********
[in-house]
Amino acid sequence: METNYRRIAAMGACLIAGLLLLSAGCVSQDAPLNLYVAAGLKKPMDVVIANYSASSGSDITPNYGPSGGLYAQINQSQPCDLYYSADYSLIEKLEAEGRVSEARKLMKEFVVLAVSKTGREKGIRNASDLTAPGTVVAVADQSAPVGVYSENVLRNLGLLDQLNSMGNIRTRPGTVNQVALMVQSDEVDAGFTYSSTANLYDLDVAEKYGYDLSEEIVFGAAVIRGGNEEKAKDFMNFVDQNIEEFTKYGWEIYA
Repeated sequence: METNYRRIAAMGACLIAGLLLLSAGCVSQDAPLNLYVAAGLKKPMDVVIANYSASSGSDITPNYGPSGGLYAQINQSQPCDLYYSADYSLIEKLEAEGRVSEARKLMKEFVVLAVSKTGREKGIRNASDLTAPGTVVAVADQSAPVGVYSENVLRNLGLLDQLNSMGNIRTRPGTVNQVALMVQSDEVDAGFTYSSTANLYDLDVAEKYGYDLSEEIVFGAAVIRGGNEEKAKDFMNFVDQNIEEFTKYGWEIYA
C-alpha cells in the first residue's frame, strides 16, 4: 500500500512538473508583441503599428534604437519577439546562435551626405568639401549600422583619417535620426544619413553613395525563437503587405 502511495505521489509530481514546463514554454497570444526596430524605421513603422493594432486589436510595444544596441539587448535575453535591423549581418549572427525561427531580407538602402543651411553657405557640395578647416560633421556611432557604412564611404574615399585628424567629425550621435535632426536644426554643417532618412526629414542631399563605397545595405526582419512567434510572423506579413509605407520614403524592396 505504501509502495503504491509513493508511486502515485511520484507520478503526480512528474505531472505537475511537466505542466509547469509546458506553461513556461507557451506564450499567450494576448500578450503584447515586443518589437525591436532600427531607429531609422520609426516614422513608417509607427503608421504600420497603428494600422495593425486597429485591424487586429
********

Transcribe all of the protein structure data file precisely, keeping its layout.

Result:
[in-house]
Amino acid sequence: METNYRRIAAMGACLIAGLLLLSAGCVSQDAPLNLYVAAGLKKPMDVVIANYSASSGSDITPNYGPSGGLYAQINQSQPCDLYYSADYSLIEKLEAEGRVSEARKLMKEFVVLAVSKTGREKGIRNASDLTAPGTVVAVADQSAPVGVYSENVLRNLGLLDQLNSMGNIRTRPGTVNQVALMVQSDEVDAGFTYSSTANLYDLDVAEKYGYDLSEEIVFGAAVIRGGNEEKAKDFMNFVDQNIEEFTKYGWEIYA
Repeated sequence: METNYRRIAAMGACLIAGLLLLSAGCVSQDAPLNLYVAAGLKKPMDVVIANYSASSGSDITPNYGPSGGLYAQINQSQPCDLYYSADYSLIEKLEAEGRVSEARKLMKEFVVLAVSKTGREKGIRNASDLTAPGTVVAVADQSAPVGVYSENVLRNLGLLDQLNSMGNIRTRPGTVNQVALMVQSDEVDAGFTYSSTANLYDLDVAEKYGYDLSEEIVFGAAVIRGGNEEKAKDFMNFVDQNIEEFTKYGWEIYA
C-alpha cells in the first residue's frame, strides 16, 4: 500500500512538473508583441503599428534604437519577439546562435551626405568639401549600422583619417535620426544619413553613395525563437503587405 502511495505521489509530481514546463514554454497570444526596430524605421513603422493594432486589436510595444544596441539587448535575453535591423549581418549572427525561427531580407538602402543651411553657405557640395578647416560633421556611432557604412564611404574615399585628424567629425550621435535632426536644426554643417532618412526629414542631399563605397545595405526582419512567434510572423506579413509605407520614403524592396 505504501509502495503504491509513493508511486502515485511520484507520478503526480512528474505531472505537475511537466505542466509547469509546458506553461513556461507557451506564450499567450494576448500578450503584447515586443518589437525591436532600427531607429531609422520609426516614422513608417509607427503608421504600420497603428494600422495593425486597429485591424487586429